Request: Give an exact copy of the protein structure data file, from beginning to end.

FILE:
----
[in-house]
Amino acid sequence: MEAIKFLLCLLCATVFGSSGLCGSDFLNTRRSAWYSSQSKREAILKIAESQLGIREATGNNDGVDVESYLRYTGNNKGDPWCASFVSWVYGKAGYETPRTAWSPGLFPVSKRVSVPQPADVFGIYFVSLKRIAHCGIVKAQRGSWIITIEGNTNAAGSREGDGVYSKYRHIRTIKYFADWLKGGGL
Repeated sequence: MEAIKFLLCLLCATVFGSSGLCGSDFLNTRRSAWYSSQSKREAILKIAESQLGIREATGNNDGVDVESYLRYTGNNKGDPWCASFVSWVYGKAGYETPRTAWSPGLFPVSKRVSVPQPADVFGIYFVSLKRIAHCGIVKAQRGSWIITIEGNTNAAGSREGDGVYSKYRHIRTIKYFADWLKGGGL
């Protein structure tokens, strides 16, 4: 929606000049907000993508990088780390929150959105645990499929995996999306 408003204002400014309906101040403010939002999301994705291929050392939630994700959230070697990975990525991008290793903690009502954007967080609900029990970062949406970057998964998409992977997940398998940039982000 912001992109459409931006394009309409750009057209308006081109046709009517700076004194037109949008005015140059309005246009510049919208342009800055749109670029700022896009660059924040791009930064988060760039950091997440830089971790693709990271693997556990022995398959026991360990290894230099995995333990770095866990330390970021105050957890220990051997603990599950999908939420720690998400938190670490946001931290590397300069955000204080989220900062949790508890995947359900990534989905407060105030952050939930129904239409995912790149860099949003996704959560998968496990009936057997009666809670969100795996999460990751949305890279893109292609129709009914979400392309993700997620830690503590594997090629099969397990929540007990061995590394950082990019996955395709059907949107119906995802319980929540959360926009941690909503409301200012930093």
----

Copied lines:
[in-house]
Amino acid sequence: MEAIKFLLCLLCATVFGSSGLCGSDFLNTRRSAWYSSQSKREAILKIAESQLGIREATGNNDGVDVESYLRYTGNNKGDPWCASFVSWVYGKAGYETPRTAWSPGLFPVSKRVSVPQPADVFGIYFVSLKRIAHCGIVKAQRGSWIITIEGNTNAAGSREGDGVYSKYRHIRTIKYFADWLKGGGL
Repeated sequence: MEAIKFLLCLLCATVFGSSGLCGSDFLNTRRSAWYSSQSKREAILKIAESQLGIREATGNNDGVDVESYLRYTGNNKGDPWCASFVSWVYGKAGYETPRTAWSPGLFPVSKRVSVPQPADVFGIYFVSLKRIAHCGIVKAQRGSWIITIEGNTNAAGSREGDGVYSKYRHIRTIKYFADWLKGGGL
């Protein structure tokens, strides 16, 4: 929606000049907000993508990088780390929150959105645990499929995996999306 408003204002400014309906101040403010939002999301994705291929050392939630994700959230070697990975990525991008290793903690009502954007967080609900029990970062949406970057998964998409992977997940398998940039982000 912001992109459409931006394009309409750009057209308006081109046709009517700076004194037109949008005015140059309005246009510049919208342009800055749109670029700022896009660059924040791009930064988060760039950091997440830089971790693709990271693997556990022995398959026991360990290894230099995995333990770095866990330390970021105050957890220990051997603990599950999908939420720690998400938190670490946001931290590397300069955000204080989220900062949790508890995947359900990534989905407060105030952050939930129904239409995912790149860099949003996704959560998968496990009936057997009666809670969100795996999460990751949305890279893109292609129709009914979400392309993700997620830690503590594997090629099969397990929540007990061995590394950082990019996955395709059907949107119906995802319980929540959360926009941690909503409301200012930093």